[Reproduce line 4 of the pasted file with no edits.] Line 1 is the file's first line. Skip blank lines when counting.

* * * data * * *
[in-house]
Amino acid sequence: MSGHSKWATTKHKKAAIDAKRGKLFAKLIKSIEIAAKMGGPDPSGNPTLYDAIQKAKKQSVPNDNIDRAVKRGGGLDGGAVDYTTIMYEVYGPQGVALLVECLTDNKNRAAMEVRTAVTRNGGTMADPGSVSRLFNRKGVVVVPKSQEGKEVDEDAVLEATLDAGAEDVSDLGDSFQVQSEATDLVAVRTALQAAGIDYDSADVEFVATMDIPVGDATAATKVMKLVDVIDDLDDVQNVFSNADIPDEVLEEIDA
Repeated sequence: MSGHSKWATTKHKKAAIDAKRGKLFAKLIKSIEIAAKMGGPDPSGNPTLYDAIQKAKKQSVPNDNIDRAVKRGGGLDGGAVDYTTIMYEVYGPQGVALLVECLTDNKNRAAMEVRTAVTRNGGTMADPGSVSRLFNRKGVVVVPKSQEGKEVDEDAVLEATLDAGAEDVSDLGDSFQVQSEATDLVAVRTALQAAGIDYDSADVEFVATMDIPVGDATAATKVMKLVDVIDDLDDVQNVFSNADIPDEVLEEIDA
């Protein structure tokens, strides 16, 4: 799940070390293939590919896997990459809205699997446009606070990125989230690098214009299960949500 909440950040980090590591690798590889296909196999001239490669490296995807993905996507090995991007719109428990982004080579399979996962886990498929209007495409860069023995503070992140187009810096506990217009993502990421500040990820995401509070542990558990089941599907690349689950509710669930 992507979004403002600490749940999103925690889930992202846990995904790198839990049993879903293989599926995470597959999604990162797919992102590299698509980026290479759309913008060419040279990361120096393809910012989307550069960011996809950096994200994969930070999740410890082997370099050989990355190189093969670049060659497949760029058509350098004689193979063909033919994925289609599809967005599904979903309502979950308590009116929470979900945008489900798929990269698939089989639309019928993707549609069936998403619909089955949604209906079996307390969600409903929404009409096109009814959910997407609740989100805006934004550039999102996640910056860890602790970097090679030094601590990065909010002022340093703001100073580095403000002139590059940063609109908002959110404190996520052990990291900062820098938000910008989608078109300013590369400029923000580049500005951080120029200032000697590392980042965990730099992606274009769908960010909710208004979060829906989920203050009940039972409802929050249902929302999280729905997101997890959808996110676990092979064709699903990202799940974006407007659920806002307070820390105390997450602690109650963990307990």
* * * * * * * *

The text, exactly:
């Protein structure tokens, strides 16, 4: 799940070390293939590919896997990459809205699997446009606070990125989230690098214009299960949500 909440950040980090590591690798590889296909196999001239490669490296995807993905996507090995991007719109428990982004080579399979996962886990498929209007495409860069023995503070992140187009810096506990217009993502990421500040990820995401509070542990558990089941599907690349689950509710669930 992507979004403002600490749940999103925690889930992202846990995904790198839990049993879903293989599926995470597959999604990162797919992102590299698509980026290479759309913008060419040279990361120096393809910012989307550069960011996809950096994200994969930070999740410890082997370099050989990355190189093969670049060659497949760029058509350098004689193979063909033919994925289609599809967005599904979903309502979950308590009116929470979900945008489900798929990269698939089989639309019928993707549609069936998403619909089955949604209906079996307390969600409903929404009409096109009814959910997407609740989100805006934004550039999102996640910056860890602790970097090679030094601590990065909010002022340093703001100073580095403000002139590059940063609109908002959110404190996520052990990291900062820098938000910008989608078109300013590369400029923000580049500005951080120029200032000697590392980042965990730099992606274009769908960010909710208004979060829906989920203050009940039972409802929050249902929302999280729905997101997890959808996110676990092979064709699903990202799940974006407007659920806002307070820390105390997450602690109650963990307990």